For example, if your objectives are fighting with bullying, you might offer to implement anti-bullying programs and support groups. Point out that you are determined to improve conditions at school, along with everybody who cares.
3. Provide proof that you worth being a president. In this section, you can tell me about your previous leadership experience and achievements. Point out what things you have already done for school and display (if possible) results. In case you do not have relevant school experience, you can use your life experience where you have proven to be a decisive and persistent person.
4. Tell what mark you out from your opponents and what your advantages are. Make sure you do not attack them. Your task here is to point out your best features. Avoid being negative, as this is not a suitable strategy for school elections. You need to be respectful and kind. But comparing yourself with your opponents, you should focus on your plans and abilities that others do not have. At this stage, you should use facts without any negative estimation.
5. Finish your text with a call to vote for you. Make a summary of your plans and advantages of your presidentship and encourage your schoolmates to vote for you if they want to experience positive changes in their school life. Close your speech by repeating your name and the main objective of your campaign. For instance, “United we will solve the bullying problem! I, John Show, invite you to join me with your Vote!”
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Stage 3: Finding the Right Tone
1. Be confident with your words and speech. While writing a text, make sure that you use the words and phrases that show you are determined to make a difference, and you can do it. Show the audience your inner strength.
While presenting your speech, make sure yo9ur body language sends the same message. You can look at the examples of great presidential speeches and notice some basic features of the posture, gestures, and eye contact. You should stand straight, but with a slight lean forward, to set the contact with your listeners. Eye contact has the same purpose. Speaking of gestures, make sure you open your arms, not cross them.
2. Make your speech more conversational. This approach will help you to connect and relate to your audience, and your listeners will feel you are talking to them. Even though presidential speech seems to be serious and official, it is fine if you use more casual language and style for your school election campaign. You should understand that your electorate consists of your peers, teenagers, and your main task to set contact with them.
3. Use a more official tone for traditional school. But you need to take into account the culture of your school. If your school is aimed at more official and serious communication, then maybe it would be better to use the proper tone and language. In such cases, the school’s administration usually has more influence on student’s decisions. So you need to impress them as well. While in a casual tone, you can use sentence fragments and phrases, in an official tone, you should speak with full sentences.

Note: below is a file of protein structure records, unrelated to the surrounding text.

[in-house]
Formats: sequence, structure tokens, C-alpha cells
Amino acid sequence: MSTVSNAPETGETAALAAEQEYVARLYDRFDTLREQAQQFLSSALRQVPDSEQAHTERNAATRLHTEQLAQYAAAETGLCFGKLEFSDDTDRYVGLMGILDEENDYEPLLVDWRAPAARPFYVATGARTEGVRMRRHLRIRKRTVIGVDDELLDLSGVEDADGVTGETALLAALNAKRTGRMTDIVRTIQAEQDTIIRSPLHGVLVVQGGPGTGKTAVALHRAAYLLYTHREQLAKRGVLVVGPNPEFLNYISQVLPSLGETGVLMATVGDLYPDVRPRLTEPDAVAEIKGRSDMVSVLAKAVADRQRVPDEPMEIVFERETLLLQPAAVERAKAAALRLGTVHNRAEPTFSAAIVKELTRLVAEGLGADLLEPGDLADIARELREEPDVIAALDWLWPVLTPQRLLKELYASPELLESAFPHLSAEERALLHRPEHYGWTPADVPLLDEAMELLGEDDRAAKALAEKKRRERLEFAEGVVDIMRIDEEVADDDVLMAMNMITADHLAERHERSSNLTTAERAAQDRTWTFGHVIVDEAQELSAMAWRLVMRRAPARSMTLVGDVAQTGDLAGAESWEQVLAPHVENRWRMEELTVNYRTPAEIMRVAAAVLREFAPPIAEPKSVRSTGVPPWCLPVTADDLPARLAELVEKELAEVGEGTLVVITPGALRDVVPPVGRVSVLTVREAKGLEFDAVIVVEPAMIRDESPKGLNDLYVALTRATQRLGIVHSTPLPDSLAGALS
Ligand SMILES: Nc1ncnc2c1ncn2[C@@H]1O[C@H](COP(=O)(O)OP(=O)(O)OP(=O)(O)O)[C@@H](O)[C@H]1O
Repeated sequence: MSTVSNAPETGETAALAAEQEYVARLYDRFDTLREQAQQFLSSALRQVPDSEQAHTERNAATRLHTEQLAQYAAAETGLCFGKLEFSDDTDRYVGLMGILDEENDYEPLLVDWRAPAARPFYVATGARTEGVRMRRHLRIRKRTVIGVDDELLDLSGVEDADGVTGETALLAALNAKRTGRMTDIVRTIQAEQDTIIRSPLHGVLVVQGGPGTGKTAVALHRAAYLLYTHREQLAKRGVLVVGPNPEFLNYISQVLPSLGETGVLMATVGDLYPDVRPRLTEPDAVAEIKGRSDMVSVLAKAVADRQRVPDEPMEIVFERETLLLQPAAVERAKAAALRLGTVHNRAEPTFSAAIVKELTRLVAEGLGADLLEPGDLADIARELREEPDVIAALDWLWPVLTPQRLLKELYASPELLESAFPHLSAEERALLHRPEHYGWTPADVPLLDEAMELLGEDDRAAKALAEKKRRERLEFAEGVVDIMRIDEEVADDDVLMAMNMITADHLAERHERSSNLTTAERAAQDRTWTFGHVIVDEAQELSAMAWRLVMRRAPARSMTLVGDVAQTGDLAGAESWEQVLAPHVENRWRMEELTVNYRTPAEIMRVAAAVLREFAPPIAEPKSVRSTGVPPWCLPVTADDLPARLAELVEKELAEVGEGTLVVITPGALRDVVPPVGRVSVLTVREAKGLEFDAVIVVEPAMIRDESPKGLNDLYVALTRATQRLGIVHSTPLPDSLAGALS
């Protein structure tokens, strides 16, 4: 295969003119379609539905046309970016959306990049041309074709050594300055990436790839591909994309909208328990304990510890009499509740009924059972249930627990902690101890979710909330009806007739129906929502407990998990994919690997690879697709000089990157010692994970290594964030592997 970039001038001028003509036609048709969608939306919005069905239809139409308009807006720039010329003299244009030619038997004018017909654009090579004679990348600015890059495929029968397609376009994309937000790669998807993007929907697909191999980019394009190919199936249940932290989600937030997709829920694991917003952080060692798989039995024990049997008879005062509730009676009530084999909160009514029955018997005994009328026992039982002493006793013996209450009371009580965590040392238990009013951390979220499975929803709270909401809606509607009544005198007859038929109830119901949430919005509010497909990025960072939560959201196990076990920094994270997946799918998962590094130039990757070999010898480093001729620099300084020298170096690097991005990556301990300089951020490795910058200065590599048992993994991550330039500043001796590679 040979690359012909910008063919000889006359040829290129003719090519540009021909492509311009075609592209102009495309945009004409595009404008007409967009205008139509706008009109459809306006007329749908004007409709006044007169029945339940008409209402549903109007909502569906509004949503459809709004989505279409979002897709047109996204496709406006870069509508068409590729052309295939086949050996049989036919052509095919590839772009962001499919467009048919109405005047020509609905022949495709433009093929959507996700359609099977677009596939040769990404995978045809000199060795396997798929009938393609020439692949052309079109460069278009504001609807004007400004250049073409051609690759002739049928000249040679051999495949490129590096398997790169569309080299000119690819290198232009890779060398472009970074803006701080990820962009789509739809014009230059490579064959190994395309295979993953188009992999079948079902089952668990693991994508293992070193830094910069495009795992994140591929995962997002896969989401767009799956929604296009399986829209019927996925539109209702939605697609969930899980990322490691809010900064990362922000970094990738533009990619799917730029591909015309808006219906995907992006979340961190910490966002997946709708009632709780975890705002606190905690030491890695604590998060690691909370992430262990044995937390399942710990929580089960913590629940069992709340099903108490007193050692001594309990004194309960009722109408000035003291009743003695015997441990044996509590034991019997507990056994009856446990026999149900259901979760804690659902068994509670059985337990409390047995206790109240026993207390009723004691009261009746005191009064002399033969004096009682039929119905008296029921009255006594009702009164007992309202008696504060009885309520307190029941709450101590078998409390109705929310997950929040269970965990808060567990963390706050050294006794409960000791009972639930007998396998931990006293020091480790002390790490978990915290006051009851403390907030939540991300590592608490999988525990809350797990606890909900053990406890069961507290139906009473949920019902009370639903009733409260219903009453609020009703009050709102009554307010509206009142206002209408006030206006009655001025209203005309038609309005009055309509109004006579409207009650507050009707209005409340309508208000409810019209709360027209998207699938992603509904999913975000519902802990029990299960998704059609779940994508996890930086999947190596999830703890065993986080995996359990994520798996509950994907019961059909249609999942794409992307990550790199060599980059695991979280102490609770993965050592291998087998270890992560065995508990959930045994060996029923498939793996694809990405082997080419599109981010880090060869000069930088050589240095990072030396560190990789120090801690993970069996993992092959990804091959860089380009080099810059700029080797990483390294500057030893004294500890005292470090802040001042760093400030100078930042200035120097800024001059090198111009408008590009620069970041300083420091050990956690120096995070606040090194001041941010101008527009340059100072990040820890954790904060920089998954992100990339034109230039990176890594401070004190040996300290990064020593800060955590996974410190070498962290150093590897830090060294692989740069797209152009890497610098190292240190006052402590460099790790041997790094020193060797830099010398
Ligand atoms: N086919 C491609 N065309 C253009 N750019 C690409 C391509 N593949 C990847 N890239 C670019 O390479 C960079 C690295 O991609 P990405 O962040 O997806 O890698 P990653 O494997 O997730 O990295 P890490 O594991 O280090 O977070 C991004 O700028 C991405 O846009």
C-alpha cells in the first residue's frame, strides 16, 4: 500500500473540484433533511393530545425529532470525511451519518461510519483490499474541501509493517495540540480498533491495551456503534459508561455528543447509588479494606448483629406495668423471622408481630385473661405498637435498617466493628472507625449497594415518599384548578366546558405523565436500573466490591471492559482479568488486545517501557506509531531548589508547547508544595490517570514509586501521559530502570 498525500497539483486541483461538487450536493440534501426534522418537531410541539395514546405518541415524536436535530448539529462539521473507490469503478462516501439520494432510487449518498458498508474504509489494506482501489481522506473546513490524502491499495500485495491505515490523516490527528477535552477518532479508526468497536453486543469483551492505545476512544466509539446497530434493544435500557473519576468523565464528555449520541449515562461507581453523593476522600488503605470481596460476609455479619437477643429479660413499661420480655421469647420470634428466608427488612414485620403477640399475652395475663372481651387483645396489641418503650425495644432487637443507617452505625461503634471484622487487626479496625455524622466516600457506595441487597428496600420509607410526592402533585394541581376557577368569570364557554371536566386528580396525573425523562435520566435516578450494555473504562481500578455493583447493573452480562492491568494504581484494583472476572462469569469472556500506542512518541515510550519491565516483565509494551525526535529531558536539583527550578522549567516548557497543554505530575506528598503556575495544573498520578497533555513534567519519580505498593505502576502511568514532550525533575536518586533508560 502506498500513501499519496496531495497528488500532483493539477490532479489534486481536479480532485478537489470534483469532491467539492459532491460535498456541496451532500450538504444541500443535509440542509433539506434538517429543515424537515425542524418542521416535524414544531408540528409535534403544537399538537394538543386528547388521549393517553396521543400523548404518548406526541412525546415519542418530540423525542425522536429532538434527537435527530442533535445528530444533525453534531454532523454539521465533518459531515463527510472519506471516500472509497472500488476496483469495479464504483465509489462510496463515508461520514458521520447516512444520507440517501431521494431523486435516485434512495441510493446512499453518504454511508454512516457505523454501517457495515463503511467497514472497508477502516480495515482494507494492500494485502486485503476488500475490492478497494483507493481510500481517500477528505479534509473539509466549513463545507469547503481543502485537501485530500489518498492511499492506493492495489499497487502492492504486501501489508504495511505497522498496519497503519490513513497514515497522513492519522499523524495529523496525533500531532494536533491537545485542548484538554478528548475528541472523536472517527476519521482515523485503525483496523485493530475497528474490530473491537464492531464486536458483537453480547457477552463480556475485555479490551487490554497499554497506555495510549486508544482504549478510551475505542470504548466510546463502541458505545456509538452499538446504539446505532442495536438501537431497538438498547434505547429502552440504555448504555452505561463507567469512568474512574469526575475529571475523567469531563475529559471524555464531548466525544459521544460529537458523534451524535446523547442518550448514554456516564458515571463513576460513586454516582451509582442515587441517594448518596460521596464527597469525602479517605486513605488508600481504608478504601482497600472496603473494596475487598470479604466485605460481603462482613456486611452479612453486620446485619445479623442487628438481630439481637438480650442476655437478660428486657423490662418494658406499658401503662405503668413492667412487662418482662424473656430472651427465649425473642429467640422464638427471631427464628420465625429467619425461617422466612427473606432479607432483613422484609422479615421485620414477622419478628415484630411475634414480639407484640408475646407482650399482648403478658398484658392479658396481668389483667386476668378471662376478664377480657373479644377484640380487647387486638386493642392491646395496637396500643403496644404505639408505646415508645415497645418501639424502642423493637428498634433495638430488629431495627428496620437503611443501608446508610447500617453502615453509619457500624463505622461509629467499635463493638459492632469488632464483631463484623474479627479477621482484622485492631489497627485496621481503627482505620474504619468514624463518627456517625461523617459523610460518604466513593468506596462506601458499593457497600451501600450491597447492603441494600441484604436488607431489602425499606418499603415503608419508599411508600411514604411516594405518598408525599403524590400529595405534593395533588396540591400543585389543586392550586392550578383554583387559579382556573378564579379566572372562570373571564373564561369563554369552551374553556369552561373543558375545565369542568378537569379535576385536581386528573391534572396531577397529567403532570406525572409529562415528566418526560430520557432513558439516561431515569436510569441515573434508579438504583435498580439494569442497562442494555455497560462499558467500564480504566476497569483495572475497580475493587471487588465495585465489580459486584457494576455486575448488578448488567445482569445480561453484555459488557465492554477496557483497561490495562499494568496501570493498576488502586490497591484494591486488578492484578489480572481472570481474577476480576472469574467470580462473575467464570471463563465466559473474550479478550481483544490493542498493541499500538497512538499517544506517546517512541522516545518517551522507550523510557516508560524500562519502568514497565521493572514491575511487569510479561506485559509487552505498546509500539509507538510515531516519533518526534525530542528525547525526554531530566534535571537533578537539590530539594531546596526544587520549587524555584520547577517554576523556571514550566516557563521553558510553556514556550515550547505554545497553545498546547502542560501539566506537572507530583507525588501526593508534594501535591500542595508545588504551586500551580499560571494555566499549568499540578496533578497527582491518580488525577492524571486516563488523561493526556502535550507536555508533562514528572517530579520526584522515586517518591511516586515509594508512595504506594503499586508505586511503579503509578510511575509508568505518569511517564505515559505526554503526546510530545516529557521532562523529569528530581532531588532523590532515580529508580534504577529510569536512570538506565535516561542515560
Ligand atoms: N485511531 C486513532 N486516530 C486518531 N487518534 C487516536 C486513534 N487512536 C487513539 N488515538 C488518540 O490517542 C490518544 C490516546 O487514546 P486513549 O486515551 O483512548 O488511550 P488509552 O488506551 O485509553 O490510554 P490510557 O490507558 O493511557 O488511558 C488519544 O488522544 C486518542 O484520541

4. Engage your audience with jokes. Even in a speech that is written in an official tone, there can be a place for a good joke and humor. Funny stories attract attention and make listeners listen more carefully. Also, this is an opportunity to get closer to the audience showing that you do not take yourself seriously. You can use jokes in any part of your speech. At the very beginning, it will help to set the right mood. In the middle, it can “refresh” listeners’ attention. And in the end, a good joke can make your speech more memorable.
But be careful with what or who you are going to joke about. Make sure everybody will understand your thoughts right, and you do not hurt any feelings. Also, do not be rude or inappropriate. Use jokes only if you are sure you can do it properly.
5. Use “we” instead of “I.” When you talk about plans to improve the school’s life, you are looking for allies. Your audience will be your team if you become a president. So in your speech, create a sense of cooperation, so your listeners feel they will take part in your great deeds.
We hope that with our recommendations, you will write a great president’s speech and win this race. But keep in mind that creating an effective speech requires not only time but also experience and understanding your audience. It should not be focused on the narrow group of students, but also not too vague. So if you need a professional look at your draft, you can ask our experts for help. We will estimate your text and point out its strong and weak points. You can also ask for writing a speech from scratch if you are not confident in your skills, or you do not have time for this being busy with making your school a better place. We wish you success in your aspirations.
Bryan Hokenson has graduated from Princeton University and holds a Ph.D. in math and computer sciences. He also has a certificate of completing IT courses and is proficient in all topics related to math, computer science, and IT technologies. Bryan has a special interest in engineering and is currently studying this field more thoroughly. His writing experience in the mentioned fields is 7 years.